Before the rival of Islam, All the natives of the area were Animist, which is the oldest religion, Jolas are permanent settlers, they mostly settle around paddy or swampy areas where they can cultivate rice which is the stable food. Villages along the river provide good fishermen and women, who use the dugout canoes, to collect oysters from the roots of the mangrove or cockles form the mud banks or the river. Both oysters and cockles is work done by women and collection is done when the river is on low tide. In the later morning we will reach Abcas Creek Lodge. Beautiful birds are there to be spotted. We will make a walk on the nature trail to spot the many different species of birds, and after lunch we take trip into the narrow and beautiful creeks. Dinner and overnight at Abcas Creek Lodge (75 km)

Day 5

From Foni-Kanilia we depart after breakfast to Kiang Tendaba Camp. Kiang has the biggest National Park in the Gambia with animals like Hyenas, Baboons, mangrove, monkey and different species of birds. The main settlers of Kiang are the Mandinka tribe, which is the biggest ethnic group in the Gambia. The Mandinkas are believed to be originated from Mali, the land lock country, east Senegal. The region of Mali in the early days had very strong empire, the Shonhai Empire. Mandinkas were trying to expand their empires, and spread the Muslim religion. Concerning small ethnic groups, they would settle down, rule and teach Islam which form 90% of the Gambia population.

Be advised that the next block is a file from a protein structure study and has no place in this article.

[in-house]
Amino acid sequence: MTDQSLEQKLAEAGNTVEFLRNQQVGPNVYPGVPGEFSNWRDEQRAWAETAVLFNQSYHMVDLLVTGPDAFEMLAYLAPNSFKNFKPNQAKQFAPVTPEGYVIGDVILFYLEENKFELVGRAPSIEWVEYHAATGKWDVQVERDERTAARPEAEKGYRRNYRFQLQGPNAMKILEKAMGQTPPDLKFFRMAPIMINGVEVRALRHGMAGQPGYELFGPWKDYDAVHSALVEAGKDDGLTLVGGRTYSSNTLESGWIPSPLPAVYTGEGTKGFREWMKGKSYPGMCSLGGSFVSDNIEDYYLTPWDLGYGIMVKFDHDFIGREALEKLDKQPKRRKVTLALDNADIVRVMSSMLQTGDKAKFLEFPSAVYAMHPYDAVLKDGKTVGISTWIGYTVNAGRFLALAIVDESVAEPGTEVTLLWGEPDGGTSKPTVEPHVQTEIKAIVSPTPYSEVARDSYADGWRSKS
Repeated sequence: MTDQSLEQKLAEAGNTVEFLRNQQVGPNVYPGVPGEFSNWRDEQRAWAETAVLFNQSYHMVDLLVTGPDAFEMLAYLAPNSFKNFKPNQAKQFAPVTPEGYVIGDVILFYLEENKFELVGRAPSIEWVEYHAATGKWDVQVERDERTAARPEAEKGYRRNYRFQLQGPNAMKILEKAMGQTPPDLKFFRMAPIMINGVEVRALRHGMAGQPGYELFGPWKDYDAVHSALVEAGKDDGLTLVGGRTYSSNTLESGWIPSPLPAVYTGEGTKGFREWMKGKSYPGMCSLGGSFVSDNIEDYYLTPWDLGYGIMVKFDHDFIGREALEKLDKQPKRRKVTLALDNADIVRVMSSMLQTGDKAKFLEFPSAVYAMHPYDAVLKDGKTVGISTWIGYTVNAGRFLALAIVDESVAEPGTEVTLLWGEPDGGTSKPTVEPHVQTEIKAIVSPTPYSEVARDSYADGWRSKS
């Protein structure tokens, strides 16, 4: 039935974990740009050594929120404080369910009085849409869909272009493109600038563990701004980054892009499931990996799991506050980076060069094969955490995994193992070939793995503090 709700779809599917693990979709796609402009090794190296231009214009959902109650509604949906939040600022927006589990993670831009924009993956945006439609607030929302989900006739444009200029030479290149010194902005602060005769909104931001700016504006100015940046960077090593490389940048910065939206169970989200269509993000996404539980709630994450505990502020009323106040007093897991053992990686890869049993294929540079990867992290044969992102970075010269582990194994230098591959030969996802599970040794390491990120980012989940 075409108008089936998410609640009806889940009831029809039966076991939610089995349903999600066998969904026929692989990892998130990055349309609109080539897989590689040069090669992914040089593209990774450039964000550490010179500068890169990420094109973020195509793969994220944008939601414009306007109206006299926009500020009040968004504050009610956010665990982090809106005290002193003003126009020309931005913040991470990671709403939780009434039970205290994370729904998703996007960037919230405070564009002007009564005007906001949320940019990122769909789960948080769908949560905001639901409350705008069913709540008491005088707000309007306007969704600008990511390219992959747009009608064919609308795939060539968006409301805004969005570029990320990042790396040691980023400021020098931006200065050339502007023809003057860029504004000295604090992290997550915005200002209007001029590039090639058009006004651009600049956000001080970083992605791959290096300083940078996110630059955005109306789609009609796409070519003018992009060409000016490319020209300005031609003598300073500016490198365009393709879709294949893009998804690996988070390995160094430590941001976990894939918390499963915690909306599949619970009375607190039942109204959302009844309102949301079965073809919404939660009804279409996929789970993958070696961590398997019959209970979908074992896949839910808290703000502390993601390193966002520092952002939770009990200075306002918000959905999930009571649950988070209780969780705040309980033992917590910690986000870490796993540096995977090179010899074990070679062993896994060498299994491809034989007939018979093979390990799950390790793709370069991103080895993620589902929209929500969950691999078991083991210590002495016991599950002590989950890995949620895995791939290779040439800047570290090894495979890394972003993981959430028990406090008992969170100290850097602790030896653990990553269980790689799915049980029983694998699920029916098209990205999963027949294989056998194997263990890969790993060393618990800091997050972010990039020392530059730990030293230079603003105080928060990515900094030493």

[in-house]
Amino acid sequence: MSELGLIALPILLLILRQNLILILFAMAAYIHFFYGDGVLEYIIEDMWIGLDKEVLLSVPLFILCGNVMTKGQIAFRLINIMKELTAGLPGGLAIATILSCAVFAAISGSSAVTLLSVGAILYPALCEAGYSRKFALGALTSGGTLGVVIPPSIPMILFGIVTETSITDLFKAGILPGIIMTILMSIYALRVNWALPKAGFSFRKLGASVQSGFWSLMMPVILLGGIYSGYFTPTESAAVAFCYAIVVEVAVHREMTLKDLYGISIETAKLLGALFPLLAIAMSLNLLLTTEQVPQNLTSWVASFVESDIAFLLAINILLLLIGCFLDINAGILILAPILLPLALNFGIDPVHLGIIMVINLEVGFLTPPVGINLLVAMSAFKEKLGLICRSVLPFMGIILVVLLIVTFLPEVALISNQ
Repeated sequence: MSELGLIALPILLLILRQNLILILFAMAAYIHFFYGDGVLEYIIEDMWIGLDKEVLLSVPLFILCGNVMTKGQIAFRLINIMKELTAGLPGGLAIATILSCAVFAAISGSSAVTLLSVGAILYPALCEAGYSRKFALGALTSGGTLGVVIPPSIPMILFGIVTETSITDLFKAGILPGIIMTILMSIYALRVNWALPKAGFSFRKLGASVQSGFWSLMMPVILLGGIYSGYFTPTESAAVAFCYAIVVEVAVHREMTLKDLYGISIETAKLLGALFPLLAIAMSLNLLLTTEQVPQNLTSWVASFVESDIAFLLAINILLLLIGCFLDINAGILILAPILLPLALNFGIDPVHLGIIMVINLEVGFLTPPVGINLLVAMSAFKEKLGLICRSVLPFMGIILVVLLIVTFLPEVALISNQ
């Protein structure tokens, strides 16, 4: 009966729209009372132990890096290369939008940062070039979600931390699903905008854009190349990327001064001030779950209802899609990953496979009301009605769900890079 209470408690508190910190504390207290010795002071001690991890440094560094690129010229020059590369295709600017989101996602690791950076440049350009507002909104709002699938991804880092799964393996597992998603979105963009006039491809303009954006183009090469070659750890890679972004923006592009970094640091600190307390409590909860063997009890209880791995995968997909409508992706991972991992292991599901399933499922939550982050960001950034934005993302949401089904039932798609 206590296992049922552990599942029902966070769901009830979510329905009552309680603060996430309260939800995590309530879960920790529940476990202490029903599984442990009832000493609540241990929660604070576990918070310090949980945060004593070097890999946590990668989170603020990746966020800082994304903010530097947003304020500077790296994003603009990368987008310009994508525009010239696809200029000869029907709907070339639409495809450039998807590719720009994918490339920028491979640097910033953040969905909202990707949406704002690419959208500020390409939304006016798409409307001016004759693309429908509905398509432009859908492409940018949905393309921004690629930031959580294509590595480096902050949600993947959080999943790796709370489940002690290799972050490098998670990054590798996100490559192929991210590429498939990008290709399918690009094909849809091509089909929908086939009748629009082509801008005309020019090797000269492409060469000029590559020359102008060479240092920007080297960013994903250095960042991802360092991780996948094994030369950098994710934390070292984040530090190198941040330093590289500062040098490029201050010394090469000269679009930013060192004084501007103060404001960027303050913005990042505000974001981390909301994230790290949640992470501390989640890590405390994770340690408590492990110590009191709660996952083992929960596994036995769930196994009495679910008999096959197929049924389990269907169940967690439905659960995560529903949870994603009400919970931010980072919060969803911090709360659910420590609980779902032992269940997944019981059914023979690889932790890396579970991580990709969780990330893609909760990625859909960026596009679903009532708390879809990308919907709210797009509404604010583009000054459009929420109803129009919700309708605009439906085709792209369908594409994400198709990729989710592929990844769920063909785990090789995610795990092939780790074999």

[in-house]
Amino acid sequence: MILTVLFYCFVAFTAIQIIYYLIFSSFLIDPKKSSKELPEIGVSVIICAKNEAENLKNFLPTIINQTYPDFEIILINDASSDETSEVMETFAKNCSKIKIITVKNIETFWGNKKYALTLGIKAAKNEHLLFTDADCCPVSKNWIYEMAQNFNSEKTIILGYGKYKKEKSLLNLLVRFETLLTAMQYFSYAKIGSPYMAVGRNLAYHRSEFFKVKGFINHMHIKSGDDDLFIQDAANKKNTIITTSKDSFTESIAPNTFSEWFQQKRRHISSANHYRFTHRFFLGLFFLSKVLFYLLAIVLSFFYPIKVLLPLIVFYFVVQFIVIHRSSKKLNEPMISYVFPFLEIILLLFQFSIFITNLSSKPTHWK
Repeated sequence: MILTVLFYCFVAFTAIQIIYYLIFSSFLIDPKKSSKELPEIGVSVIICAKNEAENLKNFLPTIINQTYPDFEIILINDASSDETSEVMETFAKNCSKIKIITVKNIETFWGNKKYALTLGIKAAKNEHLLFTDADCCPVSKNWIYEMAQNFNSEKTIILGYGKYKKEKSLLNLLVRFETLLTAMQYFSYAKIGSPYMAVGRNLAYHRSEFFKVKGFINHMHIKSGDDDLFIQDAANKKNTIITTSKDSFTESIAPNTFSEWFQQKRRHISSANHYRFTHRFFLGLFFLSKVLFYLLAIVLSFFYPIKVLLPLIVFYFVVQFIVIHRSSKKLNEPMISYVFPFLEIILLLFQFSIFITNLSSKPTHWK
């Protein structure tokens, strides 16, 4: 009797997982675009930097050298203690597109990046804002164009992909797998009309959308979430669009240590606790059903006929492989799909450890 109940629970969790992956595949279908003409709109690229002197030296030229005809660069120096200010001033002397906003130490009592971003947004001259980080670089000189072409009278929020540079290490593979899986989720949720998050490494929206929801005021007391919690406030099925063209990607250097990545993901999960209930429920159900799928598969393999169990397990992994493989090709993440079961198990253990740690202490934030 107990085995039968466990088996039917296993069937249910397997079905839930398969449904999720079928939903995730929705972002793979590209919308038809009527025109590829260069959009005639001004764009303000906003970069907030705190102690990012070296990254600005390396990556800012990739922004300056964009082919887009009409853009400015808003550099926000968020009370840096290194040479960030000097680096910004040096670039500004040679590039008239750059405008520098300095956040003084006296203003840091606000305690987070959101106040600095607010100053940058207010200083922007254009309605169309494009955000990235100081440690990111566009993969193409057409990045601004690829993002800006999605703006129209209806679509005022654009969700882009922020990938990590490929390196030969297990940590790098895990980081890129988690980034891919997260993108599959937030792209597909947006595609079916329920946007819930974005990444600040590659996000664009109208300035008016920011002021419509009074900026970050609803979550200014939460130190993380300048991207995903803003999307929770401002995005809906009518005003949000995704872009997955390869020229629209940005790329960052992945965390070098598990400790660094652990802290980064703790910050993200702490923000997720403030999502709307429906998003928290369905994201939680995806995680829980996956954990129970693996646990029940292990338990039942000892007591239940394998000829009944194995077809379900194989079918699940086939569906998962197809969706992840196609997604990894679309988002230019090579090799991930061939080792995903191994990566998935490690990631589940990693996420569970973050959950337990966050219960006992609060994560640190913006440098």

Arriving at Tendaba Camp, we join our jeeps to venture the Kinag west National Park, passing through small villages, and hopefully see some of the above mentioned animals and birds. After lunch we will join a piroque for a trip into the mangroves. Dinner and overnight in Tendaba Camp (70 km)

Day 6

After breakfast we continue our journey to a Soma, where you will experience the local market by Donkey cart. After this visit we will drive passing villages to Sapu, where you find the biggest rice fields in the Gambia. From Sapu you will join a boat for a 3 to 4 hours boat trip to Georgetown. With the possibilities to see hippos crocodiles, baboons, monkey, lots of different birds monitor lizards and turtles. (Lunch on board) .Dinner and overnight in amud hut at Sensending camp in Georgetown. (110 km)

Day 7

After breakfast you go for a tour through Georgetown. Then we will drive to Farafenni and then to the Senegalese border. After border formalities we drive to Kaolack. On the way you will see the salt lakes, preceding your journey to Toubacouta. Dinner and overnight in Senegal, Toubacouta. (280 km)

Day 8

After an early breakfast, we leave for the Fathala Game Park (a 2.000 hectares park) with Rhinos, Bush Pigs, Giant Elans, Buffalows, Antiopes etc. We will go on safari through the park for about 2 hours

After this interesting visit, we return to the Gambia boarder, to join the ferry from Barra to Banjul. You might have the opportunity to see dolphins. Before we say goodbye we will have lunch together and from here on we proceed to either the airport for your flight back home or if you have extended your holiday, to your booked hotel. (40 km)